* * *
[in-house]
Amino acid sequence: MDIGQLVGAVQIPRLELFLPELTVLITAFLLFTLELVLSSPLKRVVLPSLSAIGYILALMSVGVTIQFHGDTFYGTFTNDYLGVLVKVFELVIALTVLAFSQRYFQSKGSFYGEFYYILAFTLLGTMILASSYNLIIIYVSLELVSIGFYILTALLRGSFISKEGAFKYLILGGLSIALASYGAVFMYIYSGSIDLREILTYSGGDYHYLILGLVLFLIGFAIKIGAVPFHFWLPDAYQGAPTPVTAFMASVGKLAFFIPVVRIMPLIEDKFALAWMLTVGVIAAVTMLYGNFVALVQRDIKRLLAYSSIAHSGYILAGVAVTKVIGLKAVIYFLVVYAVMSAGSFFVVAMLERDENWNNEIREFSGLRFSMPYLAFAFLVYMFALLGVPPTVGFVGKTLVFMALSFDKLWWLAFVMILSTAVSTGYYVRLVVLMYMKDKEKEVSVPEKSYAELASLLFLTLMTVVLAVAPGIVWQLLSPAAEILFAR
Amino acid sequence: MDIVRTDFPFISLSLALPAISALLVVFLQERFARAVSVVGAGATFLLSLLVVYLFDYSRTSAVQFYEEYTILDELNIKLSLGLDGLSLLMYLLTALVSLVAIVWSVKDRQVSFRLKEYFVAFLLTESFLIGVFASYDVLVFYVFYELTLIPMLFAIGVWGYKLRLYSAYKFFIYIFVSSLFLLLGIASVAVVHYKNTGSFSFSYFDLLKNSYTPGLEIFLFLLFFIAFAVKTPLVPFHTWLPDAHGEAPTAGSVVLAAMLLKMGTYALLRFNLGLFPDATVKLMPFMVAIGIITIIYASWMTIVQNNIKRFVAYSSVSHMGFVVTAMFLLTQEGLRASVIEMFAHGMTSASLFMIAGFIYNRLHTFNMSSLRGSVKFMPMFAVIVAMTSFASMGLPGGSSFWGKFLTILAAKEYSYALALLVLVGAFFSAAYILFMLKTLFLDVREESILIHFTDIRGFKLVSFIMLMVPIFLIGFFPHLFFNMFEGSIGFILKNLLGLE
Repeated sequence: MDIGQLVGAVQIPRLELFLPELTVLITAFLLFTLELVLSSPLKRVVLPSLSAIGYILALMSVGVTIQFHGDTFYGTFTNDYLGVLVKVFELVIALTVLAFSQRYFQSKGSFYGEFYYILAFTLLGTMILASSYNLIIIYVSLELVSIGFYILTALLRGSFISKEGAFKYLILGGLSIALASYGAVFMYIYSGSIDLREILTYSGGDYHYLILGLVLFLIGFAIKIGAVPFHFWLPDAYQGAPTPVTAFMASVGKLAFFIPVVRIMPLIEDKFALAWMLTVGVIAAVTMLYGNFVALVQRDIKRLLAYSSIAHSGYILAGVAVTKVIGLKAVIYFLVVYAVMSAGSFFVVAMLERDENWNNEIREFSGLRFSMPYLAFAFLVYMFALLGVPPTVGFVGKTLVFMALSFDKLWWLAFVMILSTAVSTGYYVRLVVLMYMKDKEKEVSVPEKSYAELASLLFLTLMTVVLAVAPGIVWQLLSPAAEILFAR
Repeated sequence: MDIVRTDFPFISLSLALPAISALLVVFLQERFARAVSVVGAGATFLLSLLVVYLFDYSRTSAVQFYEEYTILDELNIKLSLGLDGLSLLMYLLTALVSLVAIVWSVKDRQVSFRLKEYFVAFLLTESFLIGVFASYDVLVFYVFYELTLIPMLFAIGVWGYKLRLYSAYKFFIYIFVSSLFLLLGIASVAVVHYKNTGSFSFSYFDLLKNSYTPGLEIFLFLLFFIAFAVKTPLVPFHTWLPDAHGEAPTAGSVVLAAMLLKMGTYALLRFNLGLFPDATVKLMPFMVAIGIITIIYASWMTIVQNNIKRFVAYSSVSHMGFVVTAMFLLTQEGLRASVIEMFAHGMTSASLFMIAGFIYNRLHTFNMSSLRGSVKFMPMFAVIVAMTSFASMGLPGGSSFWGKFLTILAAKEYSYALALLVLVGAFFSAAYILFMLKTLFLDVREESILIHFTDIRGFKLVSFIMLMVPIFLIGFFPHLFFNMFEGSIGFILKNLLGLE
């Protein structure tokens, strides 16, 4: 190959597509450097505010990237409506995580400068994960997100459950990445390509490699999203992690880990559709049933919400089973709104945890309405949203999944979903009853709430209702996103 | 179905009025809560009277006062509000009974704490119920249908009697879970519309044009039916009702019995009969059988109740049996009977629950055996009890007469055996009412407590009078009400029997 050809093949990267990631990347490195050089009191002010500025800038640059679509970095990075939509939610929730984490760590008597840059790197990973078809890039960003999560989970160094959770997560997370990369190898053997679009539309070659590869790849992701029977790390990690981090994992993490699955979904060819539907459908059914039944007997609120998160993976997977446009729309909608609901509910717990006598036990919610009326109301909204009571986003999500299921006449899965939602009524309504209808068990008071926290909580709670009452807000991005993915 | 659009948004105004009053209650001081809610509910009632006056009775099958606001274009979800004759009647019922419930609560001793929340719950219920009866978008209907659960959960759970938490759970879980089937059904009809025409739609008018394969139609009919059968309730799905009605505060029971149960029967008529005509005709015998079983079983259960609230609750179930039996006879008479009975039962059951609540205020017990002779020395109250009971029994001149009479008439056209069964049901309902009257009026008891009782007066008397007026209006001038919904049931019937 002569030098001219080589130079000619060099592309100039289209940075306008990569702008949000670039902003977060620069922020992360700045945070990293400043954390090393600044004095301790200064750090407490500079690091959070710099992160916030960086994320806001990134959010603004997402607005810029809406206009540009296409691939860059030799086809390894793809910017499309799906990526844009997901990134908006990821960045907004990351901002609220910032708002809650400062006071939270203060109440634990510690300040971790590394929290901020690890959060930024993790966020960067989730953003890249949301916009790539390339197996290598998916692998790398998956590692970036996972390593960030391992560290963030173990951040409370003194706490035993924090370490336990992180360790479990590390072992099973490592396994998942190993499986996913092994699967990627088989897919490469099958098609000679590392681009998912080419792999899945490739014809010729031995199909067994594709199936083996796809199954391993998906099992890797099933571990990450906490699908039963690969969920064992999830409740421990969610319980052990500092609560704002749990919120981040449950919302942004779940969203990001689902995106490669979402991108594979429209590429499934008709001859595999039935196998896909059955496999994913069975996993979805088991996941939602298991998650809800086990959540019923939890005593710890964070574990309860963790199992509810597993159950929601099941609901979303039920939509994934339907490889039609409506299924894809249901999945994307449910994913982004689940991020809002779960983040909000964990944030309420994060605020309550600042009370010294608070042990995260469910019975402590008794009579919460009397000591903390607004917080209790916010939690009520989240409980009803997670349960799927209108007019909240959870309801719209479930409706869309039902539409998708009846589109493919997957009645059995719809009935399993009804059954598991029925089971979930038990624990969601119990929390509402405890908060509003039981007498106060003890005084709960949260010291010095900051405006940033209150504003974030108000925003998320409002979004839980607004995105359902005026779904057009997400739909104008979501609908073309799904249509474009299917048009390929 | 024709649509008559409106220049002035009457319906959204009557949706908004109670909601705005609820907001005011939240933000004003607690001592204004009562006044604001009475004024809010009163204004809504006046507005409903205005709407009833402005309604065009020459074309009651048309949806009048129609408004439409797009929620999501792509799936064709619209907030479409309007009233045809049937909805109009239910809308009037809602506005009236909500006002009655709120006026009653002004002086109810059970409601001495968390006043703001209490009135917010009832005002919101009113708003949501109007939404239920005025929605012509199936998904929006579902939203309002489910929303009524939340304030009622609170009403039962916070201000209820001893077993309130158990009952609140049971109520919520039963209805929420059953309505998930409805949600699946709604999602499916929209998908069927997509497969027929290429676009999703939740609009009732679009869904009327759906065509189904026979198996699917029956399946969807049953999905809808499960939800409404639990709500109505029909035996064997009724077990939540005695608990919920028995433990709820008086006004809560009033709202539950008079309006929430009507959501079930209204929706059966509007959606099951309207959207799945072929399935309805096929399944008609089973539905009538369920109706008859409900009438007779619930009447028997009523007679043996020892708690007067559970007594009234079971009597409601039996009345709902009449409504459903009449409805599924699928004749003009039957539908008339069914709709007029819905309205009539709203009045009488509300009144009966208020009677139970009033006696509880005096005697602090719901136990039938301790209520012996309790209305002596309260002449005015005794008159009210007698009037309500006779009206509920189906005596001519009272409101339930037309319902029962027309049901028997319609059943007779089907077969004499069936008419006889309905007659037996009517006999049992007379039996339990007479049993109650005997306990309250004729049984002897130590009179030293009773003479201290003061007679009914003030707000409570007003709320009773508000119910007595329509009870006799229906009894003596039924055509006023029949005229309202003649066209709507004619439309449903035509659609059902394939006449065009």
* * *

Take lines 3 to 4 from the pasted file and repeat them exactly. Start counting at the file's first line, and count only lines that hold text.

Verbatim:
Amino acid sequence: MDIVRTDFPFISLSLALPAISALLVVFLQERFARAVSVVGAGATFLLSLLVVYLFDYSRTSAVQFYEEYTILDELNIKLSLGLDGLSLLMYLLTALVSLVAIVWSVKDRQVSFRLKEYFVAFLLTESFLIGVFASYDVLVFYVFYELTLIPMLFAIGVWGYKLRLYSAYKFFIYIFVSSLFLLLGIASVAVVHYKNTGSFSFSYFDLLKNSYTPGLEIFLFLLFFIAFAVKTPLVPFHTWLPDAHGEAPTAGSVVLAAMLLKMGTYALLRFNLGLFPDATVKLMPFMVAIGIITIIYASWMTIVQNNIKRFVAYSSVSHMGFVVTAMFLLTQEGLRASVIEMFAHGMTSASLFMIAGFIYNRLHTFNMSSLRGSVKFMPMFAVIVAMTSFASMGLPGGSSFWGKFLTILAAKEYSYALALLVLVGAFFSAAYILFMLKTLFLDVREESILIHFTDIRGFKLVSFIMLMVPIFLIGFFPHLFFNMFEGSIGFILKNLLGLE
Repeated sequence: MDIGQLVGAVQIPRLELFLPELTVLITAFLLFTLELVLSSPLKRVVLPSLSAIGYILALMSVGVTIQFHGDTFYGTFTNDYLGVLVKVFELVIALTVLAFSQRYFQSKGSFYGEFYYILAFTLLGTMILASSYNLIIIYVSLELVSIGFYILTALLRGSFISKEGAFKYLILGGLSIALASYGAVFMYIYSGSIDLREILTYSGGDYHYLILGLVLFLIGFAIKIGAVPFHFWLPDAYQGAPTPVTAFMASVGKLAFFIPVVRIMPLIEDKFALAWMLTVGVIAAVTMLYGNFVALVQRDIKRLLAYSSIAHSGYILAGVAVTKVIGLKAVIYFLVVYAVMSAGSFFVVAMLERDENWNNEIREFSGLRFSMPYLAFAFLVYMFALLGVPPTVGFVGKTLVFMALSFDKLWWLAFVMILSTAVSTGYYVRLVVLMYMKDKEKEVSVPEKSYAELASLLFLTLMTVVLAVAPGIVWQLLSPAAEILFAR